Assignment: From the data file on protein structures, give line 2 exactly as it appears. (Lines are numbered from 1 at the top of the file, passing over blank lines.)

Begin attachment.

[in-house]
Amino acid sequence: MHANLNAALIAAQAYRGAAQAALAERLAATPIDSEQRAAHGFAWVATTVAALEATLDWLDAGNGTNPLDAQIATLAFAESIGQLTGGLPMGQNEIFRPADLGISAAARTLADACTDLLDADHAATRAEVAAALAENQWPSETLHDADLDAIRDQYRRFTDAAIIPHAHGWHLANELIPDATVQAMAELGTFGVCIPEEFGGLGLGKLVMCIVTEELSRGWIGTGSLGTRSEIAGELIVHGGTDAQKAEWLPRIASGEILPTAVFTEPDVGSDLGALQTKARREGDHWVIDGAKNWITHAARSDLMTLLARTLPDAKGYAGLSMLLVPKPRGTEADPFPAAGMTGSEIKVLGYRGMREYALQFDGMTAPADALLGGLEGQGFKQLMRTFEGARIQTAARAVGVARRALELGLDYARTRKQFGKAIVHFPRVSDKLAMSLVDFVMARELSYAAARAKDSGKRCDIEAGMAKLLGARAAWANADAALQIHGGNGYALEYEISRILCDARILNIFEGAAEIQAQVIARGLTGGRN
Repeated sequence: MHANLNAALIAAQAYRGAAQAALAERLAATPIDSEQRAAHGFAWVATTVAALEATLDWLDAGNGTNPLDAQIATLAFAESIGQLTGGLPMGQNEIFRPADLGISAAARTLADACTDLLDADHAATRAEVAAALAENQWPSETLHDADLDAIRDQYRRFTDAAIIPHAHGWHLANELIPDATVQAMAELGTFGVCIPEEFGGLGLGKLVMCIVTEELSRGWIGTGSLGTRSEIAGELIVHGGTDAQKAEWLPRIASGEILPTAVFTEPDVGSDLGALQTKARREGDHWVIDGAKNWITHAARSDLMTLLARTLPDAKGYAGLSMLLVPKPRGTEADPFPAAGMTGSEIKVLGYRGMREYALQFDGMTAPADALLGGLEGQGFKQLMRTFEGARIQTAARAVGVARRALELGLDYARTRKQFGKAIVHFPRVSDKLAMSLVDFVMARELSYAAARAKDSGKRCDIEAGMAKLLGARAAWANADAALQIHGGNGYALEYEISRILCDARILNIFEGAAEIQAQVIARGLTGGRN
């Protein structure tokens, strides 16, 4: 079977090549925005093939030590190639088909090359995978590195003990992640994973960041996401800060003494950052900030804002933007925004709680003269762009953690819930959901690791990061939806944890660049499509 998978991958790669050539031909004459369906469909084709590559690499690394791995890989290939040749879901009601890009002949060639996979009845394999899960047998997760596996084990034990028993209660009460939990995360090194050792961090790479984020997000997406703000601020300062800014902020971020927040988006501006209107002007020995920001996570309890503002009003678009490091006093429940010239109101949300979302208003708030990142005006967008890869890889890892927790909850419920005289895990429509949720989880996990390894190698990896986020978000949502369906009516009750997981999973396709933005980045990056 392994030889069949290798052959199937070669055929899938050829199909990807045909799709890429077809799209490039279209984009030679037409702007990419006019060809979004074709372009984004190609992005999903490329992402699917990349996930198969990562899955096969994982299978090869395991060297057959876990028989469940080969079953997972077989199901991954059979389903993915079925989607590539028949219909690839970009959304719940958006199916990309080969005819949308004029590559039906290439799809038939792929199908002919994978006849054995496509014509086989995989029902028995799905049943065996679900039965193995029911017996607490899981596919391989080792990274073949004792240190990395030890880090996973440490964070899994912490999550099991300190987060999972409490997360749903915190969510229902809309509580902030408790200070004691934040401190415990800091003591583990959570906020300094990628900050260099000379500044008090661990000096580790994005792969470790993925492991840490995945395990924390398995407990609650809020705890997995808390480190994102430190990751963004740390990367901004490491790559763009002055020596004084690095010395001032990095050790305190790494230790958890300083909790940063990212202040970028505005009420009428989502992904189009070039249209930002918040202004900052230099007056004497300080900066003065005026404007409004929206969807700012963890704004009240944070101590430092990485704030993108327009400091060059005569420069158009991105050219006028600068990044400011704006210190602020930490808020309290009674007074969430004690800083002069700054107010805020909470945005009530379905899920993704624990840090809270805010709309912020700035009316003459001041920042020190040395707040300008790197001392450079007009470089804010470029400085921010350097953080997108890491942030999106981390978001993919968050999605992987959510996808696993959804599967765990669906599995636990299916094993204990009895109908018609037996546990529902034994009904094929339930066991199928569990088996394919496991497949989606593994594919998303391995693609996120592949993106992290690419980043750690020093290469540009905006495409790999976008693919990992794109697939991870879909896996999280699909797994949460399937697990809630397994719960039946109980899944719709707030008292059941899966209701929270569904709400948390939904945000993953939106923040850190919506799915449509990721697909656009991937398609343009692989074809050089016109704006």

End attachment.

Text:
Amino acid sequence: MHANLNAALIAAQAYRGAAQAALAERLAATPIDSEQRAAHGFAWVATTVAALEATLDWLDAGNGTNPLDAQIATLAFAESIGQLTGGLPMGQNEIFRPADLGISAAARTLADACTDLLDADHAATRAEVAAALAENQWPSETLHDADLDAIRDQYRRFTDAAIIPHAHGWHLANELIPDATVQAMAELGTFGVCIPEEFGGLGLGKLVMCIVTEELSRGWIGTGSLGTRSEIAGELIVHGGTDAQKAEWLPRIASGEILPTAVFTEPDVGSDLGALQTKARREGDHWVIDGAKNWITHAARSDLMTLLARTLPDAKGYAGLSMLLVPKPRGTEADPFPAAGMTGSEIKVLGYRGMREYALQFDGMTAPADALLGGLEGQGFKQLMRTFEGARIQTAARAVGVARRALELGLDYARTRKQFGKAIVHFPRVSDKLAMSLVDFVMARELSYAAARAKDSGKRCDIEAGMAKLLGARAAWANADAALQIHGGNGYALEYEISRILCDARILNIFEGAAEIQAQVIARGLTGGRN